First off, I was talking about a theoretically pending Escape Energi. For an Escape, a 7.6kWh battery would likely yield less than 15 miles of AER.

For me personally, the ~20miles of range that my CMax provides is nearly ideal. My household has a PHEV and a BEV, which complement each other nicely. The 20 miles of AER is great for my wife's commute. We do local errands together as a family in the BEV. For longer trips (>200 miles), the difference between 20 and 40 miles AER is small in terms of total gasoline used for the trip. So the answer to your question of my priority - I would prefer better packaging to more range.

For the mass market, I'm not so sure. Most people have much longer commutes than my wife or I do (both of us commute less than 5 miles round trip). It will take a while for people to get their heads around the utility of a PHEV. When they do, they would ideally buy one with an AER to handle their daily commuting/errand needs. What that is will vary greatly.

Again, my original comment was aimed at a future Escape Energi. I think a lot of people have been turned off from the CMax Energi (compared to the hybrid) because of the compromised trunk space. It is a small trunk for a crossover (although it's one of the biggest available in a PHEV, it's small compared to the rest of the market). I can see the same thing playing out with the Escape. With a small SUV form factor, people have a certain expectation of trunk space. Whether they need it or not, a smaller trunk will mean fewer sales. But if you keep the battery so small that it gets 15 miles of AER, people will wonder why they are paying this extra premium for 15 miles. They'll just buy the gas Escape instead.

I think Ford's Energi system is better than the HSD-Prime, but not quite as good as Voltec. I don't pretend to know the answer. I'm personally glad that we have options, and people can choose for themselves.

I'm looking forward to the Escape as well, and really hope that Ford chooses cargo volume and price over max. AER (or offers buyers the option, something I'd love to see with a Voltec CUV). There won't be any shortage of more expensive PHEVs for people who can afford them, but I'm all for picking the lowest hanging fruit first, which in this case is a PHEV that the most people can afford without significant pax/cargo limitations compared to the same ICE/HEV, i.e. Golf GTE rather than Fusion/C-Max Energis or Prime, with enough battery/AER to make it worth paying extra for and plugging in.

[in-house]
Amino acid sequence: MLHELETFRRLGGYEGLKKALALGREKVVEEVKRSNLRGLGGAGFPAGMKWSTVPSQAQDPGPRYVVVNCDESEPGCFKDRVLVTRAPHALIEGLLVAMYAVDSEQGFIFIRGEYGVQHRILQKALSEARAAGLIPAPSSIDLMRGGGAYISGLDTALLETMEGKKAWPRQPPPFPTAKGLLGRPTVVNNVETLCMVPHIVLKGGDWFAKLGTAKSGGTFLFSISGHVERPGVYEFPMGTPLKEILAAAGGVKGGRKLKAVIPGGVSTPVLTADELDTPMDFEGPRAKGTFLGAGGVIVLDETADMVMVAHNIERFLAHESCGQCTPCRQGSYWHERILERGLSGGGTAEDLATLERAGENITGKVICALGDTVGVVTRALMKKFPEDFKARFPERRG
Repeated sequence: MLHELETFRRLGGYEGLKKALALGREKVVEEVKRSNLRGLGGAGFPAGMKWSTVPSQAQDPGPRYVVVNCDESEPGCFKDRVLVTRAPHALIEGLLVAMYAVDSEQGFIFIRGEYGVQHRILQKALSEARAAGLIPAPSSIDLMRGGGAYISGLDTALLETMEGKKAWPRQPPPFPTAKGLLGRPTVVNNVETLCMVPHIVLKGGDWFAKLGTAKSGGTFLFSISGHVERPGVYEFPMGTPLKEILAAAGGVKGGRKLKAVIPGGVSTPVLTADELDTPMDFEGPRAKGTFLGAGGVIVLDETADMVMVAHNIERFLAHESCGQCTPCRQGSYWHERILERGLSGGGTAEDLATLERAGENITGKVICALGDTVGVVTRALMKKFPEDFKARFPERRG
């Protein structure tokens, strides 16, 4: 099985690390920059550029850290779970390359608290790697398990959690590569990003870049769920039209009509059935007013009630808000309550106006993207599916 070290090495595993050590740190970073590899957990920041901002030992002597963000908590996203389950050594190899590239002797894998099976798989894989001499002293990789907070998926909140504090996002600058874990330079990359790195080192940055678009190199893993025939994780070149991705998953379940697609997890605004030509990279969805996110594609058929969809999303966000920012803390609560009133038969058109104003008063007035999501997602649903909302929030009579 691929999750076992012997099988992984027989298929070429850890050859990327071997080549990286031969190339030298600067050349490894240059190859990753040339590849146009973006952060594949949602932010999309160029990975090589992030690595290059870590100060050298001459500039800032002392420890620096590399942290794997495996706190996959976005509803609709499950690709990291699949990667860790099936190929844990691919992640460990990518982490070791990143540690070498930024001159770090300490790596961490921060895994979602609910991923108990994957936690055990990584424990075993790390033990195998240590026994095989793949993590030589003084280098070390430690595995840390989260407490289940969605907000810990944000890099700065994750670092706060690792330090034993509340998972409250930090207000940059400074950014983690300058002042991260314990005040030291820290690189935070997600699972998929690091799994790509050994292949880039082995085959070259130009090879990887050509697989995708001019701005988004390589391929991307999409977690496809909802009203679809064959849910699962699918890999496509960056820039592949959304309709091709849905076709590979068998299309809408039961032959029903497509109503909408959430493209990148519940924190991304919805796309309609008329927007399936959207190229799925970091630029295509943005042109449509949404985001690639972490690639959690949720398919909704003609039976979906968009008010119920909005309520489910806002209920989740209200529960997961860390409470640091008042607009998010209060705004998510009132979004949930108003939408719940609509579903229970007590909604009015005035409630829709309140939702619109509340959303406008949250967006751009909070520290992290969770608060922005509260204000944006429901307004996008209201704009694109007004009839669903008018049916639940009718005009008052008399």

While there are plenty of BMW and Mercedes PHEVs with 15 miles or less AER selling reasonably well, as they're priced well above mass market I don't think they really apply to this case. As I've said before, I personally think enough battery to provide at least 20 miles AER with good longevity would be a good minimum, as that will cover the routine needs of half of the driving population. Every additional mile above that covers a smaller and smaller percentage of extra population, so providing a variety of choices which trade off cost/space versus AER is necessary. 8.64 kWh usable (10-13kWh total, depending on longevity requirements) will guarantee at least 20 miles AER in anything short of a big pickup with off-road tires. After all, 3 miles/kWh x 8.64 = 25.92 miles, and 4 x 8.64 = 34.56 miles.

More efficient vehicles can go with a smaller battery and save money/space, or if the difference isn't significant the bigger battery will cover more of the population. But according to every poll that's come out, the main impediment that keeps most people from considering PEVs is price, so IMO we have to make that the top priority, regardless of whatever else is offered.

By the time 2nd gen. PHEVs like the Escape are coming due for replacement by 3rd gen. models, say 2025, BEV prices are forecast to (and hopefully will) be down enough, and infrastructure complete enough, to make them cost and operationally competitive with ICEs, and we won't need another generation of transitional ZEV tech like PHEVs.
Guy [I have lots of experience designing/selling off-grid AE systems, some using EVs but don't own one. Local trips are by foot, bike and/or rapid transit].

The 'best' is the enemy of 'good enough'. Copper shot, not Silver bullets.

GetOffYourGas
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Re: Official Ford C-MAX Energi PHEV thread

Thu Nov 16, 2017 5:40 am

You have given a good, thoughtful, rational analysis. It is almost too rational, though. More so than the average car buyer. I have heard people claim that they would have purchased a PHEV, but with only 20 miles of range it couldn't do their commute so instead they buy a HEV. In other words, instead of 20 gas-free miles every day, they choose to get 0. It doesn't make any sense.